## Standard model

Several particles are not observed directly, but only through their decay products. We consider the possibility that they might be fakeons, i.e. fake particles, which mediate interactions but are not asymptotic states. A crucial role to determine the true nature of a particle is played by the imaginary parts of the one-loop radiative corrections, which are affected in nontrivial ways by the presence of fakeons in the loop. The knowledge we have today is sufficient to prove that most non directly observed particles are true physical particles. However, in the case of the Higgs boson the possibility that it might be a fakeon remains open. The issue can be resolved by means of precision measurements in existing and future accelerators.

Mod. Phys. Lett. A 33 (2019) 1950123 | DOI: 10.1142/S0217732319501232

We consider renormalizable Standard-Model extensions that violate Lorentz symmetry at high energies, but preserve CPT, and do not contain elementary scalar fields. A Nambu–Jona-Lasinio mechanism gives masses to fermions and gauge bosons, and generates composite Higgs fields at low energies. We study the effective potential at the leading order of the large-$N_{c}$ expansion, prove that there exists a broken phase and study the phase space. In general, the minimum may break invariance under boosts, rotations and CPT, but we give evidence that there exists a Lorentz invariant phase. We study the spectrum of composite bosons and the low-energy theory in the Lorentz phase. Our approach predicts relations among the parameters of the low-energy theory. We find that such relations are compatible with the experimental data, within theoretical errors. We also study the mixing among generations, the emergence of the CKM matrix and neutrino oscillations.

Phys. Rev. D83 (2011) 056005 | DOI: 10.1103/PhysRevD.83.056005

If Lorentz symmetry is violated at high energies, interactions that are usually non-renormalizable can become renormalizable by weighted power counting. Recently, a CPT invariant, Lorentz violating extension of the Standard Model containing two scalar-two fermion interactions (which can explain neutrino masses) and four fermion interactions (which can explain proton decay) was proposed. In this paper we consider a variant of this model, obtained suppressing the elementary scalar fields, and argue that it can reproduce the known low energy physics. In the Nambu$-$Jona-Lasinio spirit, we show, using a large $N_c$ expansion, that a dynamical symmetry breaking takes place. The effective potential has a Lorentz invariant minimum and the Lorentz violation does not reverberate down to low energies. The mechanism generates fermion masses, gauge-boson masses and scalar bound states, to be identified with composite Higgs bosons. Our approach is not plagued by the ambiguities of approaches based on non-renormalizable vertices. The low-energy effective action is uniquely determined and predicts relations among parameters of the Standard Model.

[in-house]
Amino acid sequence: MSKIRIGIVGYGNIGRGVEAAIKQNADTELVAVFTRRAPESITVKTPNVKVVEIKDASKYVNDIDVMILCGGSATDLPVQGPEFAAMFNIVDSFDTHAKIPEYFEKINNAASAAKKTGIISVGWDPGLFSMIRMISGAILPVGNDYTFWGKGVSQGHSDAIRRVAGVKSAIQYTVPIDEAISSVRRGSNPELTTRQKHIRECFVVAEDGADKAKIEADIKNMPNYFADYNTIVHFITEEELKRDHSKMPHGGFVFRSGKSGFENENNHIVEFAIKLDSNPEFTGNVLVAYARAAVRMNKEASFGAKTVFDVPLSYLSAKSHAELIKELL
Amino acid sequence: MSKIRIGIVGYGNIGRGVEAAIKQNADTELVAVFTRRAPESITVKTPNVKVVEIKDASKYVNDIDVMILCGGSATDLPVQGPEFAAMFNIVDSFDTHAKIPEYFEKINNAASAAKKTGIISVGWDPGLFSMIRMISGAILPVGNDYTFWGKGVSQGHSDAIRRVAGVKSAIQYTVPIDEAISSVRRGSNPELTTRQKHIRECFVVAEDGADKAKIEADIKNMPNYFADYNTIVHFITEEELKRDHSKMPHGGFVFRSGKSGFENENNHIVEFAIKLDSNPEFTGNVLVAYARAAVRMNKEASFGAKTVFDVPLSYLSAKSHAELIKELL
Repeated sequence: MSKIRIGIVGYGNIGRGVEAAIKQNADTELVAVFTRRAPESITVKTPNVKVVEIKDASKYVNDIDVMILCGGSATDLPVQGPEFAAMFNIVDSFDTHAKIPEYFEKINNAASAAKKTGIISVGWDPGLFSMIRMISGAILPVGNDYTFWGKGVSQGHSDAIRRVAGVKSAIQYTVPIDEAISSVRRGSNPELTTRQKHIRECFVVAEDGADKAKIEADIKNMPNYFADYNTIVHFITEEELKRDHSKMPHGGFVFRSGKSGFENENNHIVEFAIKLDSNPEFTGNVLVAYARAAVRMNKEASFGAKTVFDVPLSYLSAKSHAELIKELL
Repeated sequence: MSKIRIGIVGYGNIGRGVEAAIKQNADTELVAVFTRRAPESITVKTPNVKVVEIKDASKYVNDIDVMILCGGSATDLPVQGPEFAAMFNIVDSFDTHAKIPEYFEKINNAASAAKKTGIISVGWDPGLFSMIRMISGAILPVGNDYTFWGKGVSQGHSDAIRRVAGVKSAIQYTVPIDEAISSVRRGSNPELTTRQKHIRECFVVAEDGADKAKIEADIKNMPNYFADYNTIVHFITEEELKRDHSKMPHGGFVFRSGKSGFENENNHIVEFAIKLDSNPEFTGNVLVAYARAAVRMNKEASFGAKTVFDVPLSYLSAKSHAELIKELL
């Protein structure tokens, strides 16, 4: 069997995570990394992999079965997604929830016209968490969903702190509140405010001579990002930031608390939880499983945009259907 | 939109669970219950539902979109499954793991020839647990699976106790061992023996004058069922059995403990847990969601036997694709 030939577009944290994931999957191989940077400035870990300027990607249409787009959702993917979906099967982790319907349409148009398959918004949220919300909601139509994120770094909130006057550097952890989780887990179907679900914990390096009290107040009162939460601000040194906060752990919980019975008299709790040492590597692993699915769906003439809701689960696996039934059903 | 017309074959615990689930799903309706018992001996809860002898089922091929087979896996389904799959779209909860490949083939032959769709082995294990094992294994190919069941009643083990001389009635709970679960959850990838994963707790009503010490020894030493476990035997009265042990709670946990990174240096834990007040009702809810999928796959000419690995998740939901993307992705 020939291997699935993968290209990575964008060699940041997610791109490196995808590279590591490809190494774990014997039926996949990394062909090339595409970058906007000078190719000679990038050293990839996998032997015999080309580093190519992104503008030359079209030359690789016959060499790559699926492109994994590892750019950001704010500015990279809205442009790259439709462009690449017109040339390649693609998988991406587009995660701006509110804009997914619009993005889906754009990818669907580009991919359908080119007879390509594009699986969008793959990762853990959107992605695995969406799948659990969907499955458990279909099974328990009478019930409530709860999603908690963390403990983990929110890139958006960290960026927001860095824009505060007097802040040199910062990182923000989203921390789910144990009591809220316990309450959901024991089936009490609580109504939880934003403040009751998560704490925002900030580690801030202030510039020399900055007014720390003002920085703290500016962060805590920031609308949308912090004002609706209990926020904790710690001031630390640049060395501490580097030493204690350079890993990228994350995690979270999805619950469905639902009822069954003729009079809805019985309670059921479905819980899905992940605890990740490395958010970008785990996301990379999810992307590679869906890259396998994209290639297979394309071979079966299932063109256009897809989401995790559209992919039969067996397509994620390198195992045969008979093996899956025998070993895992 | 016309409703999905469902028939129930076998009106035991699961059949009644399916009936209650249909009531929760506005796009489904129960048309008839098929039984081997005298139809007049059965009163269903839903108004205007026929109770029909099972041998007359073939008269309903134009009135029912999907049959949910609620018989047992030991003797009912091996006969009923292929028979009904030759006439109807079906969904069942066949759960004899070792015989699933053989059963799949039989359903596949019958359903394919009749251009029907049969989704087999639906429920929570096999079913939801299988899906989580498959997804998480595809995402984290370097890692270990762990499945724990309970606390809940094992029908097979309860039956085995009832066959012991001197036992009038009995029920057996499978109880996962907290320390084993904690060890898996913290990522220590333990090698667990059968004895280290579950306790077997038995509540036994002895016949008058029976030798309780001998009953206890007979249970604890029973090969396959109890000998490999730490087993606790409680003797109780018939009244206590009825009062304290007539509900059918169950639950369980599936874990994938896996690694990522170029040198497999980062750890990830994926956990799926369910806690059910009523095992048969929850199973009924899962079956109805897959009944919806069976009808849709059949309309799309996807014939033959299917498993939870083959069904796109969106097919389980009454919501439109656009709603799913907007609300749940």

Eur.Phys.J. C65 (2010) 523-536 | DOI: 10.1140/epjc/s10052-009-1211-z

arXiv:0904.1849 [hep-ph]

In flat space, $\gamma_5$ and the epsilon tensor break the dimensionally continued Lorentz symmetry, but propagators have fully Lorentz invariant denominators. When the Standard Model is coupled with quantum gravity $\gamma_5$ breaks the continued local Lorentz symmetry. I show how to deform the Einstein lagrangian and gauge-fix the residual local Lorentz symmetry so that the propagators of the graviton, the ghosts and the BRST auxiliary fields have fully Lorentz invariant denominators. This makes the calculation of Feynman diagrams more efficient.

Phys. Lett. B 596 (2004) 90 | DOI: 10.1016/j.physletb.2004.06.089

arXiv:hep-th/0404032